The Geographical Background
THE IMMENSE Eurasian territory occupied by the Russian people constitutes a legacy of centuries of national expansion. The map of Russia, according to a Soviet geographer, is the 'handwriting of history'. As in the history of the westward movement in the North American continent, so in the Eurasian plain, powerful impulses combined to drive men eastward and southward. There was the lure of gold, the pelt of the sable, the promise of rich soil; there was the desire to escape--from social oppression, political tyranny, religious persecution, or economic injustice. The vast Asian area within Russia served the same purpose as the West for the United States: it absorbed the excess population, the socially restless, the politically discontented elements, the economically disgruntled members of society who sought better opportunities. But the new settlers who tried to escape civilization did not remain unmolested by the long tax-collecting arm of the government. The pioneer who reached out to the wilderness was in turn reached by civilization.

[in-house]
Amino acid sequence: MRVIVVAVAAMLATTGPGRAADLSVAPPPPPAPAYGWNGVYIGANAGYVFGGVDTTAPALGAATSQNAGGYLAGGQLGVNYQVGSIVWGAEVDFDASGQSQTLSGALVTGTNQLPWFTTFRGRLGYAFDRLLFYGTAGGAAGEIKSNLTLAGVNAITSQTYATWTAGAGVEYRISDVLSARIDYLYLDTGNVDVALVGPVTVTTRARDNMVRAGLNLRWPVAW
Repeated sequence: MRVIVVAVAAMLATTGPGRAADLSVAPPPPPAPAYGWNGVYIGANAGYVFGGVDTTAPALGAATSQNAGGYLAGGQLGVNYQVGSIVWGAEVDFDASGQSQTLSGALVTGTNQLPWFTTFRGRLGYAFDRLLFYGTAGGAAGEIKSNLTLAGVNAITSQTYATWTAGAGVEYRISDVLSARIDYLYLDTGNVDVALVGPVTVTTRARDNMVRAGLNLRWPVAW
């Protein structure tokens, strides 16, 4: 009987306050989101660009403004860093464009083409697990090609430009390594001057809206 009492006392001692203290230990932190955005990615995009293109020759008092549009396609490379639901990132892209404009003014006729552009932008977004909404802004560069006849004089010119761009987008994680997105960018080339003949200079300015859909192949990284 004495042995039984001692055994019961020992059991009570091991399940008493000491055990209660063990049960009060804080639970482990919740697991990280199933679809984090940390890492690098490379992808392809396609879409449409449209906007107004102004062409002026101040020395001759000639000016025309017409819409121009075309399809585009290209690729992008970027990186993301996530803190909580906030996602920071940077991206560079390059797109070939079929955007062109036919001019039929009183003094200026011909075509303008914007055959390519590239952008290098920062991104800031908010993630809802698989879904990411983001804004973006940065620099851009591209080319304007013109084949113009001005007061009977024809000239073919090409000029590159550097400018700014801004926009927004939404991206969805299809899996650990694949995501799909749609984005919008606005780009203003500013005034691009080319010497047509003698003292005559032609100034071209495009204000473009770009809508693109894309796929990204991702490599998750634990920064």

The Slavic tribes originally came from an area neighboring the Carpathian Mountains and along the Dnieper River. Today the territory claimed by Russia extends from about 30 degrees to 119 degrees east longitude, embraces more than eight million square miles, and constitutes one-sixth of the land surface of the world. There are two striking features of the map of Russia: first, the immensity of the area, and second, the peculiar distribution of land and water. To cross Russia from the western border to the extreme border of the east a traveler must cover nearly 7,000 miles. This huge stretch of territory includes two parts--one customarily called European, the other Asian Russia, though any attempt to delimit the two sections topographically or ethnographically is bound to be arbitrary and fruitless. European Russia, so-called, is really, a huge and slightly elevated plain constituting the older, more populous, and more advanced part of the country. Asian Russia--an extension of European Russia--is the great Siberian land, less densely populated and more recently falling under the light of history. Although territories such as Kazakh or Kirghiz Republic may be singled out as a separate complex, the fact remains that any lines of demarcation drawn between components of the single Eurasian plain prove artificial. The immensity of this plain has influenced in no small degree the formation of a centralized national administration as the cohesive force in the land.